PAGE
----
Asparagus in Pea Sauce with Crunchy Kasha and Shallots

Asparagus in Pea Sauce with Crunchy Kasha and Shallots

Spring! Peas! Asparagus! All things green!

I almost don’t believe it’s spring because I haven’t been blowing my entire paycheck on tissues and Zyrtec. That, and the fact that there’s still a stubborn chill in the air. Ok, for some of you northern folks, it’s probably more than a “stubborn chill,” but you don’t need me to tell you that. I actually love the way the weather is right now. Brisk.

This meal also makes me feel brisk. It’s full of happy spring time produce (and a little late winter produce). It whips up quickly, which makes it so perfect for a lazy midweek meal. And you can actually make it without a drop of added oil and it’ll still taste so good. Did I mention it has a crunchy kasha topping?

I’ve been on a kasha kick lately. It’s mostly due to the fact that I wasn’t paying attention to the dispenser handle at Whole Foods and all this kasha came spilling out into my bag. Oops. I hardly ever shop there — can we agree that it’s a “treat yourself” place? I think of it that way. But anyways, it’s actually one of the least expensive items there, so I didn’t feel too bad. And I’ve been using it like mad, so it’s fine. I’m gonna have to treat myself again soon.

You guys, I have a confession to make. While I was writing this post about good and healthy spring goodies, I was munching on a handful of artificially colored, super sugary Robin Eggs.  Lalala hey what’s over there? *sneaks more Robin Eggs while your head is turned*

Yep. I’m gonna need these greens come dinner time.


Asparagus in Pea Sauce with Crunchy Kasha and Shallots


    for the asparagus:
  • 1 lb fresh asparagus
  • 1/4 cup freshly squeezed orange juice
  • 1 scant tbsp fresh thyme
  • salt
  • pepper
  • for the pea sauce
  • 1 cup frozen tiny peas, thawed (measured before thawing)
  • juice from 1 lemon (about 1/4 cup)
  • 1 small garlic clove
  • salt and pepper
  • for the kasha
  • 1/2 cup kasha
  • 1 shallot, peeled and sliced with a garlic slicer
  • more salt and pepper


    for the asparagus
  1. Preheat oven to 400.
  2. Trim asparagus.
  3. Combine oj, thyme, and a dash of S & P.
  4. Toss asparagus in juice.
  5. Lay asparagus on a non-stick silicone sheet and roast for 15 minutes.
  6. for the peas
  7. While the asparagus is cooking, combine peas, lemon juice, garlic, salt and pepper in a blender until pureed. Set aside.
  8. for the kasha
  9. Coat a pan with non-stick spray
  10. Cook the sliced shallots over medium heat, stirring occasionally till they are just a pale gold.
  11. Add the kasha into the pan and cook, stirring constantly, until both shallots and kasha darken.
  12. Add a little salt and pepper to the pan, remove from heat, and continue to stir (yes, stir after it's removed from heat because it's still toasting and you don't want it to burn)
  13. to assemble
  14. Warm the pea sauce in the microwave
  15. Toss the asparagus in the pea sauce.
  16. Top the asparagus with the kasha and shallots. Sprinkle a little more salt on to taste, and some additional peas for garnish. Serve immediately.

Happy Salad

beet grapefruit avocado salad spicy fruit salad

There is so much about this salad that makes me happy.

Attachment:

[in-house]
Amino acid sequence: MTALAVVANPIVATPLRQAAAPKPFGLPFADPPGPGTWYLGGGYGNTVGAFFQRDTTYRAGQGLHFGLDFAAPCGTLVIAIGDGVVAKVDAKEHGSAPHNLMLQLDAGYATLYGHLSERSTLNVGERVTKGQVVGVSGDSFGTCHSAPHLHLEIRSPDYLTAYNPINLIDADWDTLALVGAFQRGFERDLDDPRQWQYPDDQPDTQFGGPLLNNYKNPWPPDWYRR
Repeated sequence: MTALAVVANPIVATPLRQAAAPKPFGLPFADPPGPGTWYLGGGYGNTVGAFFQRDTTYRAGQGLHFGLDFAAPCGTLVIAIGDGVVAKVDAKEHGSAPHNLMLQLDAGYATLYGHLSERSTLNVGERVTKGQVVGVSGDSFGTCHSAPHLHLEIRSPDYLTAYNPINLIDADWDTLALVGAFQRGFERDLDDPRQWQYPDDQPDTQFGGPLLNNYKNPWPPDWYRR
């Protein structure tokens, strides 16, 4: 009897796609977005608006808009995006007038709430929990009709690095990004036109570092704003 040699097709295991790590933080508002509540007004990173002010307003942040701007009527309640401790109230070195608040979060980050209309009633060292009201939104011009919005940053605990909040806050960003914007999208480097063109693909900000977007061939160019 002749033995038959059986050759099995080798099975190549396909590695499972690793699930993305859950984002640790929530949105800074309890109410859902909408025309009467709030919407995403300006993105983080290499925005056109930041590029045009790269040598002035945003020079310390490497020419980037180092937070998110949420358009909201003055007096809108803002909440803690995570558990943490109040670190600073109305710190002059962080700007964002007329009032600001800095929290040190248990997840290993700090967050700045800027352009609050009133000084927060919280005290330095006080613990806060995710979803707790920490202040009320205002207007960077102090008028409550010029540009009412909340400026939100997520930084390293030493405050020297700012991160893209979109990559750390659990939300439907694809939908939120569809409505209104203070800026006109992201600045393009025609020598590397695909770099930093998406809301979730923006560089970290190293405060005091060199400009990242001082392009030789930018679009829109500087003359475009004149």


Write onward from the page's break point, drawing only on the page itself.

It has beets. Awesome, awesome beets, which have been proven to improve athletic performance and recovery.

It as a creamy, sliced-just-as-it-was-ripe avocado.

Ok, the grapefruit I threw in because the two blood oranges I brought home from the store were kinda disappointing.

But best of all, it has my favorite salad dressing of all time. You probably can’t even call it a dressing. There’s no prep work. It’s just lemon, chili, and salt. It’s a super classic combination that goes well on just about ever fruit or veggie or root that you could ever pick.


I wanted some jicama for this too, but I’m kind of glad I couldn’t find any because this turned out so good just the way it is. I’m even glad that the blood oranges were bad because this grapefruit was bursting with flavor….you know how sometimes you can get the bland, disappointing ones? Not this. What’s even better is that I usually get bad photo luck on my day off and get stuck with a cloud cover. But the sky was bright and waiting for spring.

It’s probably kind of silly to get this happy about a salad, where would be be without the everyday little things that bring us joy? 

Happy Salad


  • 1 large beet, grated
  • 1 grapefruit, sectioned
  • 1 avocado, peeled and sliced
  • juice from 1 lemon
  • chili pepper to taste
  • salt to taste
  • pistachios


  1. Combine all ingredients in a bowl and enjoy.

Ruby Wraps with Grapefruit Dip

Ruby Wraps with Grapefruit Dip

These wraps contain two of my favorite veggies ever.

I say a lot of things are my favorite, but it’s true! It’s also true that if you love everything, then you don’t love anything. Trust me, there are a lot of foods I can’t stand. I just don’t want to talk about them right now because I’d like to tell you about these instead.

That bright red filling is made of shredded Brussels sprouts and beets. I like to make a sort of hash out of them for dinner and scoop it up with flatbread. That’s rather messy, so I decided to roll them up into neat little packages. You can make several of these at once, which is good for a few days worth of salad lunches.

Ruby Wraps with Grapefruit Dip

The citrus dip is the easiest thing ever. Just throw everything in the blender and you’re done!   It’s not vegan, but can be easily made so.